Azerbaijan for its belligerent policies and for torpedoing peace
efforts of Armenia and international mediators in resolving the
protracted Nagorno-Karabakh conflict.

"Accusations, war rhetoric and unilateral maximalist demands cannot
resolve the conflict. It is possible to achieve progress in the
resolution of the Nagorno-Karabakh conflict if Azerbaijan abandons its
policy of the use of force and engages in good faith in the
negotiations within the framework agreed by the OSCE Minsk Group," the
Armenian diplomat, in particular, said.

The Armenian ministry reports that the BSEC summit in Istanbul adopted
an anniversary declaration where it reaffirmed the economic nature of
the organization.

ARKA, Armenia
May 22 2017
Survey reveals 34% of Armenians look at video surveillance at 
public places as personal data protection problem
A survey conducted by Personal Data Protection Agency, an affiliation of the Armenian Ministry of Justice, has revealed that almost 34% of Armenians look at video surveillance in public places as a personal data protection problem, Shushan Doydoyan, the head the agency, told journalists on Monday.

"The problem is that video surveillance is often conducted by owners of private and public facilities not for ensuring security, but for watching employees or hearing their conversations, which is a violation of the relevant legislation.

She said depending on the degree of the violation of the law on personal data protection, entities could be punished by a fine in the amount of 50 to 500,000 basic salaries. According to her, it is necessary that every entity conducting video surveillance does it in accordance with the letter of the law.

She said few people know that they have the right to demand their video recording by surveillance cameras installed in public places (shops, pharmacies, market places ), and the owner must provide it within 5 days.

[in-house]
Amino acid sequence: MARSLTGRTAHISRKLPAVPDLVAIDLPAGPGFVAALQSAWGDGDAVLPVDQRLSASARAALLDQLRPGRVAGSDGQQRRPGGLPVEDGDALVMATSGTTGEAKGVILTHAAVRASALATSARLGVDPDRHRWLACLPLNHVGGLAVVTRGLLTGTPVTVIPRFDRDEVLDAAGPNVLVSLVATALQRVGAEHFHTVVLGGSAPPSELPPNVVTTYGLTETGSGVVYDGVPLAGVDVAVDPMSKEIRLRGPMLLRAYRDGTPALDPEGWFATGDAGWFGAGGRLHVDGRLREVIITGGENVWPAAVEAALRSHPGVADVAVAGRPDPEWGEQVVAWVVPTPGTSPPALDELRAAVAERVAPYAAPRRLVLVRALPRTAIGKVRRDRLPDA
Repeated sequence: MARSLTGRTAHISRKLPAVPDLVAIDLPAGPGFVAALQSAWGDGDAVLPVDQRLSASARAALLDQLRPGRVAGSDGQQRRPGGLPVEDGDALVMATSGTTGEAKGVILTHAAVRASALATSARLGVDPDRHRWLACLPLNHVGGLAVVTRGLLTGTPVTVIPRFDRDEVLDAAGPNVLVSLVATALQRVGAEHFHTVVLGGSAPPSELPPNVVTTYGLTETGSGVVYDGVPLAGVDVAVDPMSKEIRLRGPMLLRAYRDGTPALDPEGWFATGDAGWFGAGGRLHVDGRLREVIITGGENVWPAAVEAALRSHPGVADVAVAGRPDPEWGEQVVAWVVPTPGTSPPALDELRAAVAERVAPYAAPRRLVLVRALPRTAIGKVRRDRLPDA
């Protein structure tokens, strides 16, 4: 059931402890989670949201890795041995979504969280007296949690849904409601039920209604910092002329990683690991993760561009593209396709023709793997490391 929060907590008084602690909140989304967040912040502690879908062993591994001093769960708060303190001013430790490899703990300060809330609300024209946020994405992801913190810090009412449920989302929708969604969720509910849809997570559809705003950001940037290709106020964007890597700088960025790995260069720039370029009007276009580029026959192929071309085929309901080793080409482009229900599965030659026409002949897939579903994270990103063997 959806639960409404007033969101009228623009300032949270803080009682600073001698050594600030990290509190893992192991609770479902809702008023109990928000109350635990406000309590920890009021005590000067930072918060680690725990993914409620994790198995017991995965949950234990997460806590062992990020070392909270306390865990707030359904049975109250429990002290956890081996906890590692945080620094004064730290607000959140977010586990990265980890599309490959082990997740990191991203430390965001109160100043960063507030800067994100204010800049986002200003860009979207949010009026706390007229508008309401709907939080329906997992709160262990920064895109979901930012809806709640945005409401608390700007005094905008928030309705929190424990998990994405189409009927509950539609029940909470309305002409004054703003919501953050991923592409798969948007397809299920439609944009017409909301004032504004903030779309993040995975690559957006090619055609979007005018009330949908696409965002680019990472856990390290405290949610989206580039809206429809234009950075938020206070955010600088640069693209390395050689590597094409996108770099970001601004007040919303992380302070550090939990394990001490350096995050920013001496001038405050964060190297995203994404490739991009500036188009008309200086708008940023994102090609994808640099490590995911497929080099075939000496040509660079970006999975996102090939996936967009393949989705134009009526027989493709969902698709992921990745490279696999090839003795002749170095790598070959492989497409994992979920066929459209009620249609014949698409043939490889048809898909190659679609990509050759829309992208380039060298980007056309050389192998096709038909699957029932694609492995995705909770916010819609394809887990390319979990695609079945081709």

In turn, the acting minister of justice Artur Hovhannisyan noted that video surveillance is a method that allows to identify a person, and according to the Constitution of Armenia, everyone has the right to protection of personal data that must be processed either at the desire of the person himself or in accordance with the procedure provided by law.

He stressed that to avoid misunderstandings in the interpretation of the law, in public places there are notices warning that the area is under video surveillance because of security issues.

"Having entered such a place, a person is notified by the appropriate sign on the door. It means that he/she agrees to being videotaped and therefore it is legal. Otherwise, if no notice is provided, the persons making video footage will be fined for illegal collection of personal data," Hovhannisyan said. -0-

Smithsonian Magazine
May 22 2017
Explore an Ancient Cave City in Armenia
Residents lived in Old Khndzoresk up until the 1950s
By Jennifer Billock